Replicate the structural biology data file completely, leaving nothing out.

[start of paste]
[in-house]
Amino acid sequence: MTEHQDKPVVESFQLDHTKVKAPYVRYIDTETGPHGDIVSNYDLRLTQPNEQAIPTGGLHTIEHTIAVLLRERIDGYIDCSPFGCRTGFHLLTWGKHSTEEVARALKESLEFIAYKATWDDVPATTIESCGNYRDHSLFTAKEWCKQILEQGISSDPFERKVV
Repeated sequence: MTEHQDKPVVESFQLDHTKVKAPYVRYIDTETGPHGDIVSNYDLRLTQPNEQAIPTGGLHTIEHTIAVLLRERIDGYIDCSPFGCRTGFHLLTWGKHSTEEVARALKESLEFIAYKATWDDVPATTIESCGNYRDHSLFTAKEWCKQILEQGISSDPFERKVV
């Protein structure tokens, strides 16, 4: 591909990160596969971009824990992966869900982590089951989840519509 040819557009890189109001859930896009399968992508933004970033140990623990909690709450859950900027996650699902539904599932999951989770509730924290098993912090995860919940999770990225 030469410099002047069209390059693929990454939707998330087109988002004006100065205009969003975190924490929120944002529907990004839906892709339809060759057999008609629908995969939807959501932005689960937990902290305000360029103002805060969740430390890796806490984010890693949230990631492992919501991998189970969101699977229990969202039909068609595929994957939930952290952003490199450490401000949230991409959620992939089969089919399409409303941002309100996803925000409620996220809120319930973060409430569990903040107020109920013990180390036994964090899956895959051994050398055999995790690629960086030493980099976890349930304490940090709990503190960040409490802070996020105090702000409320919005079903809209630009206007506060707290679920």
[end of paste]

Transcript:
[in-house]
Amino acid sequence: MTEHQDKPVVESFQLDHTKVKAPYVRYIDTETGPHGDIVSNYDLRLTQPNEQAIPTGGLHTIEHTIAVLLRERIDGYIDCSPFGCRTGFHLLTWGKHSTEEVARALKESLEFIAYKATWDDVPATTIESCGNYRDHSLFTAKEWCKQILEQGISSDPFERKVV
Repeated sequence: MTEHQDKPVVESFQLDHTKVKAPYVRYIDTETGPHGDIVSNYDLRLTQPNEQAIPTGGLHTIEHTIAVLLRERIDGYIDCSPFGCRTGFHLLTWGKHSTEEVARALKESLEFIAYKATWDDVPATTIESCGNYRDHSLFTAKEWCKQILEQGISSDPFERKVV
């Protein structure tokens, strides 16, 4: 591909990160596969971009824990992966869900982590089951989840519509 040819557009890189109001859930896009399968992508933004970033140990623990909690709450859950900027996650699902539904599932999951989770509730924290098993912090995860919940999770990225 030469410099002047069209390059693929990454939707998330087109988002004006100065205009969003975190924490929120944002529907990004839906892709339809060759057999008609629908995969939807959501932005689960937990902290305000360029103002805060969740430390890796806490984010890693949230990631492992919501991998189970969101699977229990969202039909068609595929994957939930952290952003490199450490401000949230991409959620992939089969089919399409409303941002309100996803925000409620996220809120319930973060409430569990903040107020109920013990180390036994964090899956895959051994050398055999995790690629960086030493980099976890349930304490940090709990503190960040409490802070996020105090702000409320919005079903809209630009206007506060707290679920």